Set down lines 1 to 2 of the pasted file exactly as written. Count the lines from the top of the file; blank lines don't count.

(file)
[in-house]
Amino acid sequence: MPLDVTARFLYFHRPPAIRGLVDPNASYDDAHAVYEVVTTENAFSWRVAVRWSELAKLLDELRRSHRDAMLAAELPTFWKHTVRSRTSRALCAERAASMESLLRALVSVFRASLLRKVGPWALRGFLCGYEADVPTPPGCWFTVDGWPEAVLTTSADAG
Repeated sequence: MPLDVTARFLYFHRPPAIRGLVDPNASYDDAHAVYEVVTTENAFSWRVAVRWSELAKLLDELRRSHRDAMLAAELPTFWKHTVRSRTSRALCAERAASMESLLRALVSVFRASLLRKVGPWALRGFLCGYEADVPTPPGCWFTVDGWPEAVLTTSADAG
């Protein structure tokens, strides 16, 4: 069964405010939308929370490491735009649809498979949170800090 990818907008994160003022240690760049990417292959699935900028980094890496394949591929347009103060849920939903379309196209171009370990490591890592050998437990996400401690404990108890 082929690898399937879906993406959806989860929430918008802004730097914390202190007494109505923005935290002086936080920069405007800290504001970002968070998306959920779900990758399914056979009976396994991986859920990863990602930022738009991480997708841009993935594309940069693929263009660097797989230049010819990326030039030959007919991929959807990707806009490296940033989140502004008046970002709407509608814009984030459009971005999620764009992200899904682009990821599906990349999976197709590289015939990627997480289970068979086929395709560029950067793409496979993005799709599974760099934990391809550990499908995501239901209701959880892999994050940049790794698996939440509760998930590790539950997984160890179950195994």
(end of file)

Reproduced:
[in-house]
Amino acid sequence: MPLDVTARFLYFHRPPAIRGLVDPNASYDDAHAVYEVVTTENAFSWRVAVRWSELAKLLDELRRSHRDAMLAAELPTFWKHTVRSRTSRALCAERAASMESLLRALVSVFRASLLRKVGPWALRGFLCGYEADVPTPPGCWFTVDGWPEAVLTTSADAG